Says Thomas about this project: “The final book sculpture of my major project series. Like the previous two sculptures it uses a visual metaphor to convey the emotions of obsessive-compulsive disorder, and embodies my research by visualising an expression used by a sufferer of OCD. The expression was ‘derailing my train of thought’, because the person felt that the rituals they had to perform were disrupting their day. Where the compulsions and worry would side track them from doing everyday activities.
To convey this metaphor the sculpture shows a train travelling on a journey that has become disrupted, leading it to derail from its set path. Typography was used on the tracks for the title of the piece, also type was used for the coal. In the scene it shows the coal cart tipping over where the type has become mixed up to symbolise the mixed emotions during anxiety and panic”.
Bound in black goat leather covered boards, with feathered endpaper treatments to give impression of a raven in flight. Binding is 10” x 12” & is designed to be able to be displayed as a free standing work of art.
Six thickly bound books make up this typical block of Philadelphia row homes, reflecting my interest in the hidden stories of my own neighborhood. In any community there is significance, meaning, and sometimes tension between who lives next to whom, much like books on a shelf. I use the book form as a metaphor, implying that there are stories here. Each carefully embroidered brick begs a closer look, an investigation of those stories. The altered books that comprise the text blocks vary in their content, though the narrative cannot be read from cover to cover. The stories of this community are found in the relationships between the books.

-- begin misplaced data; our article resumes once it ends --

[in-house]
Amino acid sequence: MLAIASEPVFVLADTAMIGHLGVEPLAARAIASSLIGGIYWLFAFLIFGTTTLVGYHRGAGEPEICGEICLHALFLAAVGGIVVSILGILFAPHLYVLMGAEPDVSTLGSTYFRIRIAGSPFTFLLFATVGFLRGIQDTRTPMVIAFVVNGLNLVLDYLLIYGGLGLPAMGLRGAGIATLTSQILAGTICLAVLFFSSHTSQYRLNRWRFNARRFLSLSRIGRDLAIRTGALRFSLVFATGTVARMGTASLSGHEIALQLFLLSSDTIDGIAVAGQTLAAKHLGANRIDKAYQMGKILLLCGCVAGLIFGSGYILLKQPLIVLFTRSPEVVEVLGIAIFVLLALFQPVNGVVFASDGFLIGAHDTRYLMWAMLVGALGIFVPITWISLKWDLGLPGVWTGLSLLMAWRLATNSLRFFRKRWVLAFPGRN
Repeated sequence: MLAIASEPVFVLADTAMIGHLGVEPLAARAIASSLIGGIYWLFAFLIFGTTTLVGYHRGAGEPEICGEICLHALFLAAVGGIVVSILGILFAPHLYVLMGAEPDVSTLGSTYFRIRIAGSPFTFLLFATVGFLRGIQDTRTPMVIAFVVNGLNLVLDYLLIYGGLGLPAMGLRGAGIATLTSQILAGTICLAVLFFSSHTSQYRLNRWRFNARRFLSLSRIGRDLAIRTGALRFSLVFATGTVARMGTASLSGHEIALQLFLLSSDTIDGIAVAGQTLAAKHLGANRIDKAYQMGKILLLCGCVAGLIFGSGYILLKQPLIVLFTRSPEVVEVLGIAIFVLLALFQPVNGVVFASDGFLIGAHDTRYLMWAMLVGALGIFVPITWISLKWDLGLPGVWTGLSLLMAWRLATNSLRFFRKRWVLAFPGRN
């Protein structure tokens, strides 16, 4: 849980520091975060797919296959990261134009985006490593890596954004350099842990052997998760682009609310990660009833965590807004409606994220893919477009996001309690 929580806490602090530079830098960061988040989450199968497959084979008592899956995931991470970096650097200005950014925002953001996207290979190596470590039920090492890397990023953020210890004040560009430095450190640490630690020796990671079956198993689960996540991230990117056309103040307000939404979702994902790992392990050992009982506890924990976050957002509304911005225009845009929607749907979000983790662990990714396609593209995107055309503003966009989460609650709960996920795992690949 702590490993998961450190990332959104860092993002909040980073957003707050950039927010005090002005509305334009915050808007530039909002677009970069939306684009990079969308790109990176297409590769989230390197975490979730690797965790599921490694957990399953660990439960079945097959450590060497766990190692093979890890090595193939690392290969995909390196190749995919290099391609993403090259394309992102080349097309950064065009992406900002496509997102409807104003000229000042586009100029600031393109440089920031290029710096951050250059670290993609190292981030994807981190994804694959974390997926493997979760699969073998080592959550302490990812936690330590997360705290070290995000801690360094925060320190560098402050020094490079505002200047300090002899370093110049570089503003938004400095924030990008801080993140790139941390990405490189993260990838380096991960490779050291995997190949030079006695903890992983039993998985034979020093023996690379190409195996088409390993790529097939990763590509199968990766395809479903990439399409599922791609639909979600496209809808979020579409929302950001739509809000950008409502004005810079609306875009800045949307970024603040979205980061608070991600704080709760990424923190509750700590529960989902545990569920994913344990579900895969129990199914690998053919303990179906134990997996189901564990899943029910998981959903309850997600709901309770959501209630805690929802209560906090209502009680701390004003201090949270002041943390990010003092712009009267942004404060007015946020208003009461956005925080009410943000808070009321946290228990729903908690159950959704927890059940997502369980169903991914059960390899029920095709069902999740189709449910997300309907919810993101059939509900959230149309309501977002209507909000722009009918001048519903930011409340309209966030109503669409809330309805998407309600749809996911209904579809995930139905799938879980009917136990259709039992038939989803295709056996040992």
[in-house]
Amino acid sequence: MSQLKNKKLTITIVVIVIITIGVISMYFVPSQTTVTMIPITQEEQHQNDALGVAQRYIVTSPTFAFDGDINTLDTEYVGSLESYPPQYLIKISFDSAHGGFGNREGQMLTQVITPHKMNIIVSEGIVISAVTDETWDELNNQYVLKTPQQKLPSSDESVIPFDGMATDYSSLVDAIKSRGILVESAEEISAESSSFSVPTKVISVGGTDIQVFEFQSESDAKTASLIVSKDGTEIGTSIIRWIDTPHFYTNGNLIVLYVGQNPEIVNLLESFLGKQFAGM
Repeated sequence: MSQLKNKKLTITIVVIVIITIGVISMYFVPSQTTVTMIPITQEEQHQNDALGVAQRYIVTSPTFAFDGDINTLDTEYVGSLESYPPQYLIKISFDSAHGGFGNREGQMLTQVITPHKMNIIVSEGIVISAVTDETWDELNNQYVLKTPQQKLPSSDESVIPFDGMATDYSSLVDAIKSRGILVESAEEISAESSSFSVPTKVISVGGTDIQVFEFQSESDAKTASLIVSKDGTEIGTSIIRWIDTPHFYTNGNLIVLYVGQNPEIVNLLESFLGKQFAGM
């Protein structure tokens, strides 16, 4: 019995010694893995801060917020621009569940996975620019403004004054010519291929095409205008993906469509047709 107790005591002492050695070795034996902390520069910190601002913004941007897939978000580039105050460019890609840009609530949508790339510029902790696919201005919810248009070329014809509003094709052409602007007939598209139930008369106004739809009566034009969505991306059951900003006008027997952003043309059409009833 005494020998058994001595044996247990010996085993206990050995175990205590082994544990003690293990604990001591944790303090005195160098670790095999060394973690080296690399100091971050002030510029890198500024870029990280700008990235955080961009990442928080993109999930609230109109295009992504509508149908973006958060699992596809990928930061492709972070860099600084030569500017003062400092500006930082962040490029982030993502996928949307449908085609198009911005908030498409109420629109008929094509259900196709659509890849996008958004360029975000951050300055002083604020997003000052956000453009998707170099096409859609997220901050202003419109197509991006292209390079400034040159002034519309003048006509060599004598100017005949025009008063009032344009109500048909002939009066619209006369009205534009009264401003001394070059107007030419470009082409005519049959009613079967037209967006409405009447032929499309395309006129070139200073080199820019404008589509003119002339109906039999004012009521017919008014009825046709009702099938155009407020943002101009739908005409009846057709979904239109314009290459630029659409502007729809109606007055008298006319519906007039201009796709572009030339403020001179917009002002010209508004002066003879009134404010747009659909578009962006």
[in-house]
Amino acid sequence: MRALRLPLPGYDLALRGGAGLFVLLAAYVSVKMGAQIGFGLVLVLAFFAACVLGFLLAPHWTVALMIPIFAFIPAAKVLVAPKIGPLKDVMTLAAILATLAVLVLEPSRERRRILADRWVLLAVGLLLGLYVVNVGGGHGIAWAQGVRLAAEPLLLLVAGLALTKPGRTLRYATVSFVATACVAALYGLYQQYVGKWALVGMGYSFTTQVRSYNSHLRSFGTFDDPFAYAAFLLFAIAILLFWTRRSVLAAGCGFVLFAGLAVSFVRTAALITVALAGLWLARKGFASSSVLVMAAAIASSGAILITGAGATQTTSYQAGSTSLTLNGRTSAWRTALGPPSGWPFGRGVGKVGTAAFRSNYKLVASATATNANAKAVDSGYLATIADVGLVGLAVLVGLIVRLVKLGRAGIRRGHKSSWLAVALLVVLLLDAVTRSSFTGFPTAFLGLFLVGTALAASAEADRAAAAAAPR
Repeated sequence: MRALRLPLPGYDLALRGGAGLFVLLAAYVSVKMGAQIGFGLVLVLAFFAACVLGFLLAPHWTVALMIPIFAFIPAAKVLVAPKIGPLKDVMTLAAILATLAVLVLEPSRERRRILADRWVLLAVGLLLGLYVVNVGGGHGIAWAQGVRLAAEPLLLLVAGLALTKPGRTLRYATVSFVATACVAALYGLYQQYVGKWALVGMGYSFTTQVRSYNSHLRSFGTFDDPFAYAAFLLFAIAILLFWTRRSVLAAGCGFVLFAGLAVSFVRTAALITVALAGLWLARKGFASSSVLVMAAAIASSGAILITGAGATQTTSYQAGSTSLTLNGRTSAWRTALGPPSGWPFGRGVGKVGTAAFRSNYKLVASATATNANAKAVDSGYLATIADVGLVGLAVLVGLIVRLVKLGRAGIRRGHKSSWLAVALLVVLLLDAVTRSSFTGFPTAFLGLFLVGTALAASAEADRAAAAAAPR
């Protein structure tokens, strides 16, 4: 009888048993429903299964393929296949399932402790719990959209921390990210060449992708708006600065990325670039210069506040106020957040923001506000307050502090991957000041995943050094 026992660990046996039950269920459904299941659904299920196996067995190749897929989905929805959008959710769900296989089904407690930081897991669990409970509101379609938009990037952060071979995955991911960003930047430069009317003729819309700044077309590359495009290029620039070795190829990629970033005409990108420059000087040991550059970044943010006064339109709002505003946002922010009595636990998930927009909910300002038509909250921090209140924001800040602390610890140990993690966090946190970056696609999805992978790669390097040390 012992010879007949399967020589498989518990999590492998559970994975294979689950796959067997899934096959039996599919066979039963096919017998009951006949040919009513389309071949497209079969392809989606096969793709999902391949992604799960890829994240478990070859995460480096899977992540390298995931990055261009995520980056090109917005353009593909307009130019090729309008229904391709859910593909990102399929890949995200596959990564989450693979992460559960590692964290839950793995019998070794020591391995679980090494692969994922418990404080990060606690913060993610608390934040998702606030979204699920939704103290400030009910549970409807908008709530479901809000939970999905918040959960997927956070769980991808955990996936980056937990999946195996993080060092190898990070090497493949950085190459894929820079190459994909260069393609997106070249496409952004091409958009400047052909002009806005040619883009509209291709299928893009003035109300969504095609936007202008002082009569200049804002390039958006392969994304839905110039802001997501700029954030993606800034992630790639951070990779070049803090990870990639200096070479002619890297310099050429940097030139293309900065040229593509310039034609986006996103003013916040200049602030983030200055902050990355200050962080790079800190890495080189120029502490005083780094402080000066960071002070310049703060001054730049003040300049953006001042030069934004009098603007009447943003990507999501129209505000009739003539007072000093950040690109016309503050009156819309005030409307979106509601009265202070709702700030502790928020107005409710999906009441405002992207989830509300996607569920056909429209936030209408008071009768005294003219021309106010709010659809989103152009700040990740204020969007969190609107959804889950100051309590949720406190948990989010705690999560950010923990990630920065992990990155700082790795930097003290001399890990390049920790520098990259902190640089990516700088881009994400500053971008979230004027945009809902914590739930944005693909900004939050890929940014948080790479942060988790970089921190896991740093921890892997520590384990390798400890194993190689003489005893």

Library book sales (and their descendants, such as Better World Books) are a great institution, but they’re not the only thing libraries can do—or help their patrons do—with obsolete titles besides the dumpster. Here are five creative reuses from real libraries.
Turning them into New Books
In Richmond, VA, The People’s Library is a collaborative art project to create 100 handmade books of personal history. The Richmond Public Library helped collect discarded books to be recycled into paper, then bound into books with prompts inside them. They’ll be added to the library’s permanent collection, and patrons can check them out and respond to the prompts.
Turning them into Art
In Bath, England, the library found a new use for weeded books that don’t sell. Patrons collect a book and turn it into an art contest entrywith the help, if they like, of a series of library workshops. The resulting art projects are exhibited at the central library and online and the public votes for their favorites; the winner in each category receives a free ereader.
For 40 years, Georgia’s Hall County Library System has partnered with the National Library Bindery to restore old books and Biblesbelonging to library patrons. Repairs take about two months, and patrons are charged for the service.
Turning Them Into Furniture
An oldie but a goodie: a reference desk made of books in a Dutch library.
Turning Them into Fundraisers
Recycled Reads, the Austin Public Library’s used bookstore, upcycles old books and media into crafts and sells the results.